How to Become a Cardiovascular Nurse

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In the United States, cardiovascular disease is the leading cause of death. Cardiovascular nurses are registered nurses that provide care to patients with many different cardiovascular conditions.

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What does a cardiovascular nurse do?

Cardiovascular nurses provide essential care to patients with many different conditions related to the cardiovascular system such as heart disease. They monitor and care for patients that are acutely or critically ill. They care for patients recovering from cardiac procedures such as angioplasty, bypass, and pacemaker surgery. Cardiovascular nurses assess patients, note observations in medical charts, monitor stress test evaluations, monitor cardiac and vascular readings, and provide education to patients. They also provide support to the families and caregivers of patients. Some cardiovascular nurses focus on cardiac rehabilitation and they provide advice and support to patients who need to make necessary lifestyle changes to benefit their health and decrease adverse effects of their condition.

What kind of training does a cardiovascular nurse need?

Cardiovascular nurses must become registered nurses by completing a diploma, associate degree, or bachelor degree in nursing. Many employers provide on the job training to new cardiovascular nurses to enable them to learn job specific tasks and the policies and procedures of the employer. All registered nurses must become licensed by passing the National Council Licensure Examination-Registered Nurse (NCLEX-RN). Many states require cardiovascular nurses to also take the cardiac/vascular nurse certification examination offered by the American Nurses Credentialing Center (ANCC). The requirements to sit for the exam include continuing education hours and minimum clinical experience. Cardiovascular nurses must complete annual continuing education courses and additional training to keep their skills up to date and maintain their licenses and certification.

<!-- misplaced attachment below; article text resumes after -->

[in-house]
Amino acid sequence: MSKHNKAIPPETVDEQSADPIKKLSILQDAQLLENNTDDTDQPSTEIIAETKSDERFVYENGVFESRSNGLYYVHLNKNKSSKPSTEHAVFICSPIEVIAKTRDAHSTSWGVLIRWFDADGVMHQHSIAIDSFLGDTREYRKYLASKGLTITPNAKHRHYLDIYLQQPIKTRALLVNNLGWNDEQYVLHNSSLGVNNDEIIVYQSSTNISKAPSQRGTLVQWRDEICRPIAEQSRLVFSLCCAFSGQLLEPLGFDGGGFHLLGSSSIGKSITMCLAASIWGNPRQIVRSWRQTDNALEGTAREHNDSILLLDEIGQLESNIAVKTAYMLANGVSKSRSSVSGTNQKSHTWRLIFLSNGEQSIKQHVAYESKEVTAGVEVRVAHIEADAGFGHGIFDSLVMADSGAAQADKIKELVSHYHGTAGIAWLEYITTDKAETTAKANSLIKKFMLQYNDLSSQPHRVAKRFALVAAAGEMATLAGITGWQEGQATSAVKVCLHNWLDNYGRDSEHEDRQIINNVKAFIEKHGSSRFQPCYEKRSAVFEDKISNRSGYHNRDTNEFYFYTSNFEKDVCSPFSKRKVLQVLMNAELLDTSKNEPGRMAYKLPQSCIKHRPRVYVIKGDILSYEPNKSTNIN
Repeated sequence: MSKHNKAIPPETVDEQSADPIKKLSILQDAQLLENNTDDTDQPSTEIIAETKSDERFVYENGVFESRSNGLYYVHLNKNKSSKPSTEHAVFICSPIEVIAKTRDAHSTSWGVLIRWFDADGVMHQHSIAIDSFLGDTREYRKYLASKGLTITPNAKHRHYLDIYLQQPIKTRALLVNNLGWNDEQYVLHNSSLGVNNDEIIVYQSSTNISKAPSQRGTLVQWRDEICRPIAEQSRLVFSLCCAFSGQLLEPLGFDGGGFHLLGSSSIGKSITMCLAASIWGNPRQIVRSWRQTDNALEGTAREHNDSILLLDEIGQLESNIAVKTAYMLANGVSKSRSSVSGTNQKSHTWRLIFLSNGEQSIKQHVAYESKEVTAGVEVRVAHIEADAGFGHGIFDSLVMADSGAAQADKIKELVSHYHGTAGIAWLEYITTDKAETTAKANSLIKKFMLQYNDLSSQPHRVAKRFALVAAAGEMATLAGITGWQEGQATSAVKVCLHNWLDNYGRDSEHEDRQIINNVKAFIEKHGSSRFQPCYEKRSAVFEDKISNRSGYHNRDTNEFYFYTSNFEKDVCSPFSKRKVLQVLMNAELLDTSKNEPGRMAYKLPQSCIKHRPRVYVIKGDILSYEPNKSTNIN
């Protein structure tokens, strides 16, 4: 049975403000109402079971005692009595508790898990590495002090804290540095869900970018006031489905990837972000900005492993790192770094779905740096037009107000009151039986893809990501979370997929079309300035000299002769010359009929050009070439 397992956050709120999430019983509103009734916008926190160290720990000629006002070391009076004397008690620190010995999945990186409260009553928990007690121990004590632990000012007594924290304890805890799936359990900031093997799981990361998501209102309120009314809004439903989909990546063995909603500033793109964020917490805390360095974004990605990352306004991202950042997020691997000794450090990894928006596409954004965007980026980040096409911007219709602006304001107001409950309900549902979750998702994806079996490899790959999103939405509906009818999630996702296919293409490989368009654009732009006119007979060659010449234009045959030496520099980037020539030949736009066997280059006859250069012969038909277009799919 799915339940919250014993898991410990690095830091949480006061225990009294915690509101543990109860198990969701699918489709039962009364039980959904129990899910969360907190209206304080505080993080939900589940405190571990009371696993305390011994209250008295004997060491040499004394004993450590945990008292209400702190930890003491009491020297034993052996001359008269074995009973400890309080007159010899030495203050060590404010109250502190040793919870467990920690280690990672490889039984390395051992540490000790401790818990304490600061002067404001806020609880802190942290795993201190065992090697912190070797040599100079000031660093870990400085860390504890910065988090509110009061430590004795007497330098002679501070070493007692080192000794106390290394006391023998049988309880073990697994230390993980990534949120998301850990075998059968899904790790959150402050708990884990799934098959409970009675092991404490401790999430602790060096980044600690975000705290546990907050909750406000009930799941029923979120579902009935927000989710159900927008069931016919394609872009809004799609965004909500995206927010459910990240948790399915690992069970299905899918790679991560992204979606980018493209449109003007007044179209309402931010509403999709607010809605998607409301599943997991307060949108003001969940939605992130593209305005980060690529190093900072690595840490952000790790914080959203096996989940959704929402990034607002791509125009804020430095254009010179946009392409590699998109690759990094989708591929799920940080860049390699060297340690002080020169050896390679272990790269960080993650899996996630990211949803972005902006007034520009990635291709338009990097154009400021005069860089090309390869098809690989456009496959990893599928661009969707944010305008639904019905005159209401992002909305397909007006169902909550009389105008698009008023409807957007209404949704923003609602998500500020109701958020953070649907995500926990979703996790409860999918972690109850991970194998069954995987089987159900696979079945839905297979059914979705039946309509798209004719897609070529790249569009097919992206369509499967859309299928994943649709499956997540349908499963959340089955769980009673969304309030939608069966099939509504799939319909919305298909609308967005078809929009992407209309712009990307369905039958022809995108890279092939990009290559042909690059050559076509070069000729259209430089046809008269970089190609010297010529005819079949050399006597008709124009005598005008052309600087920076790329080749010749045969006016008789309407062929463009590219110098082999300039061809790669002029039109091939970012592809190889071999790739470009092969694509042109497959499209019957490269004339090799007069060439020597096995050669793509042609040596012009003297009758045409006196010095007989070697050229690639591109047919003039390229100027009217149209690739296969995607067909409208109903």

What are the prospects for a career as a cardiovascular nurse?

Employment of all registered nurses is expected to grow much faster than average for all professions, increasing 23% from 2006 to 2016 (1). The growing and aging population and increased need for cardiovascular care will drive job growth of cardiovascular nurses.

Job prospects should be excellent especially for cardiovascular nurses with extensive experience. Many job openings will arise from the need to replace cardiovascular nurses that retire, transfer, or leave the field for other reasons.

How much do cardiovascular nurses make?

As of December 2009, the average annual salary for cardiovascular nurses is $55,000; average annual cardiovascular nurse salaries vary greatly on location, employer, education, experience, and benefits (2).

A career as a cardiovascular nurse is an excellent choice for individuals with a strong interest in providing care to patients suffering from cardiovascular conditions. Cardiovascular nurses must have a solid understanding of the cardiovascular system. Patience, determination, critical thinking, and good problem solving skills are necessary. Cardiovascular nurses must have excellent communication and ability to work as part of a team. They must be able to help patients feel at ease. They must also be quick on their feet and make effective decisions in emergency situations.

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